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Prove n^(1/n) tends to 1 as n tends to infinity

  1. Nov 21, 2008 #1
    1. The problem statement, all variables and given/known data

    Need to prove n^(1/n) tend to 1 as n tends to infinty

    2. Relevant equations

    3. The attempt at a solution

    Have tried comparing to n^(1/n)=(1+h) and using binomial series but no joy..please help
    Last edited: Nov 21, 2008
  2. jcsd
  3. Nov 21, 2008 #2


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    The sequence [itex]n^{1/n}[/itex], as n goes to infinity, converges to a if the function [itex]x^{1/x}[/itex] converges to a as x goes to infinity. If we set [itex]y= x^{1/x}[/itex] then ln(y)= (ln x)/x which is of the "infinity/infinity" form so we can use L'Hopital's rule.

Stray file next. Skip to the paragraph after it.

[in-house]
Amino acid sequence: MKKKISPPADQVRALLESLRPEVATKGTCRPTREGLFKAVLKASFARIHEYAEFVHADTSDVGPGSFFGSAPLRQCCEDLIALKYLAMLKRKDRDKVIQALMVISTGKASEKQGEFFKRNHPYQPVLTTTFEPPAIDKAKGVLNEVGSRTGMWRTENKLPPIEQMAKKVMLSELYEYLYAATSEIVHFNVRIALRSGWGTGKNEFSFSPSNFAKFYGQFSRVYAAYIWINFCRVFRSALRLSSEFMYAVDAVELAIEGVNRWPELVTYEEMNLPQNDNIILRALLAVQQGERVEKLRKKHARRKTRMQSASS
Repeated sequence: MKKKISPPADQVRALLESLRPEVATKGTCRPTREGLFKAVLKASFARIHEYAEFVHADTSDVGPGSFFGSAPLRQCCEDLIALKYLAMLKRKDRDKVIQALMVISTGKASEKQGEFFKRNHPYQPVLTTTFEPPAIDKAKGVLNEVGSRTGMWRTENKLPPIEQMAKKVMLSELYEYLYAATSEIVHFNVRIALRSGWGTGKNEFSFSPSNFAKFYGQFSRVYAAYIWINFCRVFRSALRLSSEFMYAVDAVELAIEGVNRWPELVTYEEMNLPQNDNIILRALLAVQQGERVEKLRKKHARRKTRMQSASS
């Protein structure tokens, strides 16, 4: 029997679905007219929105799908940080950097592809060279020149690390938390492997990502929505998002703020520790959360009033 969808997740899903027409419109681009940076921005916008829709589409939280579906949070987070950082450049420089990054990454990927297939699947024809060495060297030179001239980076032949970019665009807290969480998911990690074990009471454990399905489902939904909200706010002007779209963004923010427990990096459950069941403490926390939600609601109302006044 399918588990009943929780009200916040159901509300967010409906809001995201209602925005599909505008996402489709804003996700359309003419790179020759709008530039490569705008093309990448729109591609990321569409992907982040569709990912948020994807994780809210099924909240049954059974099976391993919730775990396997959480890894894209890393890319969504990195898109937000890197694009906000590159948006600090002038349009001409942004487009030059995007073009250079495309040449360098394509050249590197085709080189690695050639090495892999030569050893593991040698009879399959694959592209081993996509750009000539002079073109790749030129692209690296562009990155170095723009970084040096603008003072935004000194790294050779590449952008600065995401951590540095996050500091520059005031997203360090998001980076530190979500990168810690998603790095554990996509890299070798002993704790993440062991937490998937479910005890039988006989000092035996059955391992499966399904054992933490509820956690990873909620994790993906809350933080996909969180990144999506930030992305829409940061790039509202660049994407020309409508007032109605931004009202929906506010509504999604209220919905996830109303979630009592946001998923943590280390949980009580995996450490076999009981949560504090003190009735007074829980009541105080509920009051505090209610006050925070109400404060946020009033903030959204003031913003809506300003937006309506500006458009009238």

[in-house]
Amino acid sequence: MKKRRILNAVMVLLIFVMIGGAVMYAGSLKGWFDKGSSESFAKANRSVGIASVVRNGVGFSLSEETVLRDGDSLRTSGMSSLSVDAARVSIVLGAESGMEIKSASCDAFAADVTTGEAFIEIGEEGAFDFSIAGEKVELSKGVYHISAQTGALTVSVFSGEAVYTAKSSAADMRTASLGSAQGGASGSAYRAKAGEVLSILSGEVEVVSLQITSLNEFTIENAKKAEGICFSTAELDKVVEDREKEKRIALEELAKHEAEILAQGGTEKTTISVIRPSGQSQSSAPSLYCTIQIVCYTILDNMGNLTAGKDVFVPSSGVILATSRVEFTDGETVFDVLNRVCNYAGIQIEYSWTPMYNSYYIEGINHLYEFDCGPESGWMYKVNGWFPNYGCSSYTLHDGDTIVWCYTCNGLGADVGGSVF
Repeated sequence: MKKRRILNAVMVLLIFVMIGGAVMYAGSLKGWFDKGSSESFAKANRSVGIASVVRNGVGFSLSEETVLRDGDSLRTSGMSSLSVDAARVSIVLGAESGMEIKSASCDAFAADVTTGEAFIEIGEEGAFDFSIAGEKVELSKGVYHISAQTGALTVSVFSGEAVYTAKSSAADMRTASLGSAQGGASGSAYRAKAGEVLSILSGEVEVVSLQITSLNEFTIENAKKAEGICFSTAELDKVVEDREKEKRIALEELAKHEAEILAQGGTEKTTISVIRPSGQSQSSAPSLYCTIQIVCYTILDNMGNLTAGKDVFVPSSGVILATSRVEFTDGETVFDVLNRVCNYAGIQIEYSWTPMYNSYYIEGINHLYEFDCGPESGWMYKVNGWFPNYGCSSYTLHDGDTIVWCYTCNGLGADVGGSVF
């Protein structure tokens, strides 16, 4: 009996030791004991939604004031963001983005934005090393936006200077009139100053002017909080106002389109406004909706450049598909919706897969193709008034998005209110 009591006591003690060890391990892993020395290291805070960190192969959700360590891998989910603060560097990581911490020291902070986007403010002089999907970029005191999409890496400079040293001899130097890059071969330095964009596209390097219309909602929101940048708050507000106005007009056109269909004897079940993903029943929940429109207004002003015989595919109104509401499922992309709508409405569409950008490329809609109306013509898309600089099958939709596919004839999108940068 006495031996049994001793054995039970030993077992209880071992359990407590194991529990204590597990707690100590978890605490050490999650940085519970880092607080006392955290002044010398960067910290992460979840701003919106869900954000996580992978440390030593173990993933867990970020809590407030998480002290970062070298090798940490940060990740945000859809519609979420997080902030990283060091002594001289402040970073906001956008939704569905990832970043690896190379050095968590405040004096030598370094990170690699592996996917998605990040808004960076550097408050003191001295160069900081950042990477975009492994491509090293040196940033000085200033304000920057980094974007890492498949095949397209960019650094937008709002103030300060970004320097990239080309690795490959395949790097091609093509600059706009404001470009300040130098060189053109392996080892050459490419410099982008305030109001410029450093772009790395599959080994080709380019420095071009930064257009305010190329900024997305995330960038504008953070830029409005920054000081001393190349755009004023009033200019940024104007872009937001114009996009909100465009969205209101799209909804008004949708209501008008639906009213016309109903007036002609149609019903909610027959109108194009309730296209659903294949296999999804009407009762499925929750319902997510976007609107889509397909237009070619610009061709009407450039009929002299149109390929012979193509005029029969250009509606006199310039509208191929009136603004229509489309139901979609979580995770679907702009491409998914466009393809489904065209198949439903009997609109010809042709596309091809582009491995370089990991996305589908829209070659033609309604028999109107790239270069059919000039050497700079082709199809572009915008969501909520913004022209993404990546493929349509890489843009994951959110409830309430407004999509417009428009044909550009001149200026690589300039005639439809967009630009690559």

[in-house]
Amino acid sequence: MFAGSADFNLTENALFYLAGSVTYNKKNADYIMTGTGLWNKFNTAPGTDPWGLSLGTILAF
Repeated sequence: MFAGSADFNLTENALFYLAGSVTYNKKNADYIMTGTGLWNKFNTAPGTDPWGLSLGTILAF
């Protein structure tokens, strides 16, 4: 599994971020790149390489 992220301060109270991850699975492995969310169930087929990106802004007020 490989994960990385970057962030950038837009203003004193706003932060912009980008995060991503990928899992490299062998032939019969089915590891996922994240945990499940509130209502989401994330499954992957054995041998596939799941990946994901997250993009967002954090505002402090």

4. Nov 21, 2008 #3
    One direct method that comes to my mind is to show that for any [itex]\varepsilon>0[/itex] there exist N such that
    n^{1/n}\leq 1+\varepsilon
    (It is easy to see that
    n^{1/n}\geq 1
    for all n>N.
    The first equation is equivalent to [itex]n\leq(1+\varepsilon)^n=1+n\varepsilon+\dots[/itex]

    Do you see how to choose N?
  5. Nov 21, 2008 #4
    wow..briliantly simple using l'hopital...though i have not yet come across this theorem at uni...still will impress the tutors. thanks
  6. Nov 21, 2008 #5
    I cant see how to choose N....could you give me another hint?
  7. Nov 21, 2008 #6
    I should have included the next term in the binomial expansion:smile:

    n\leq 1+n\varepsilon+\frac{n(n-1)}{2}\varepsilon^2\Leftrightarrow \dots
    You just have to solve this for n>... and take the next larger integer for N.
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